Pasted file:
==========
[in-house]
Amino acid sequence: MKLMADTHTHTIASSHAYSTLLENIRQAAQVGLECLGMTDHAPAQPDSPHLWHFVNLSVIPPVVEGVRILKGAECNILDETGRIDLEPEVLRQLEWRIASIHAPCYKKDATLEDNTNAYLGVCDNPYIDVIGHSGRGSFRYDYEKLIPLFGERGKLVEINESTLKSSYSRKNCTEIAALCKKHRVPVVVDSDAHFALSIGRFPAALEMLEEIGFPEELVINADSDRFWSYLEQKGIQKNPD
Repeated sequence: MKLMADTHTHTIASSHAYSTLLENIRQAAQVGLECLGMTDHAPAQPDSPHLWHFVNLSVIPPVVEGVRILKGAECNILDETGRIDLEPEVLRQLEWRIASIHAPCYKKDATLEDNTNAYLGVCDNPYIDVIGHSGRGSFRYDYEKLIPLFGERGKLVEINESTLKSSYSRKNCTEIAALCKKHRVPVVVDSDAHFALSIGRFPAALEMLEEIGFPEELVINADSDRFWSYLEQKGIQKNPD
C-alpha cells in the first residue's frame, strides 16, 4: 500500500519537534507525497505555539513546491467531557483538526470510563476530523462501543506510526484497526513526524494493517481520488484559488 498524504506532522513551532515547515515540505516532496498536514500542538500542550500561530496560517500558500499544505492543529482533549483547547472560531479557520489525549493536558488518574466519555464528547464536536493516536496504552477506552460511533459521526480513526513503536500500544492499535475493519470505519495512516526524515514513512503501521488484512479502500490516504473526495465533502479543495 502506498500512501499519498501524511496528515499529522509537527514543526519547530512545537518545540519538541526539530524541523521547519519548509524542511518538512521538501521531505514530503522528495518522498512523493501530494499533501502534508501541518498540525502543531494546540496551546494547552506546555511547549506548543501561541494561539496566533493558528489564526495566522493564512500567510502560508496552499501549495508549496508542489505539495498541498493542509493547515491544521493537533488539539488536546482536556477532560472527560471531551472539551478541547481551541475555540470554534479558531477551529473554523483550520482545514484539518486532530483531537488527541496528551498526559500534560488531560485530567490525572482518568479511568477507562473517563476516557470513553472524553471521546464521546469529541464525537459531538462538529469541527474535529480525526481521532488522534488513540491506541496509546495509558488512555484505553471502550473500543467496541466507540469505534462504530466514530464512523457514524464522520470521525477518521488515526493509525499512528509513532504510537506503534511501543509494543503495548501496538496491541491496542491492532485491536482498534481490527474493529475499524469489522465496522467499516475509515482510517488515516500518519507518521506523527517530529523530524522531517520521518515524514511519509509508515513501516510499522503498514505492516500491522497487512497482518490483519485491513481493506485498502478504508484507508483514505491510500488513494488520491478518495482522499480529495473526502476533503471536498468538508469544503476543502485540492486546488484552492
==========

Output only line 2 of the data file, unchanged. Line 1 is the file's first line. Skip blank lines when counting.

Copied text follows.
Amino acid sequence: MKLMADTHTHTIASSHAYSTLLENIRQAAQVGLECLGMTDHAPAQPDSPHLWHFVNLSVIPPVVEGVRILKGAECNILDETGRIDLEPEVLRQLEWRIASIHAPCYKKDATLEDNTNAYLGVCDNPYIDVIGHSGRGSFRYDYEKLIPLFGERGKLVEINESTLKSSYSRKNCTEIAALCKKHRVPVVVDSDAHFALSIGRFPAALEMLEEIGFPEELVINADSDRFWSYLEQKGIQKNPD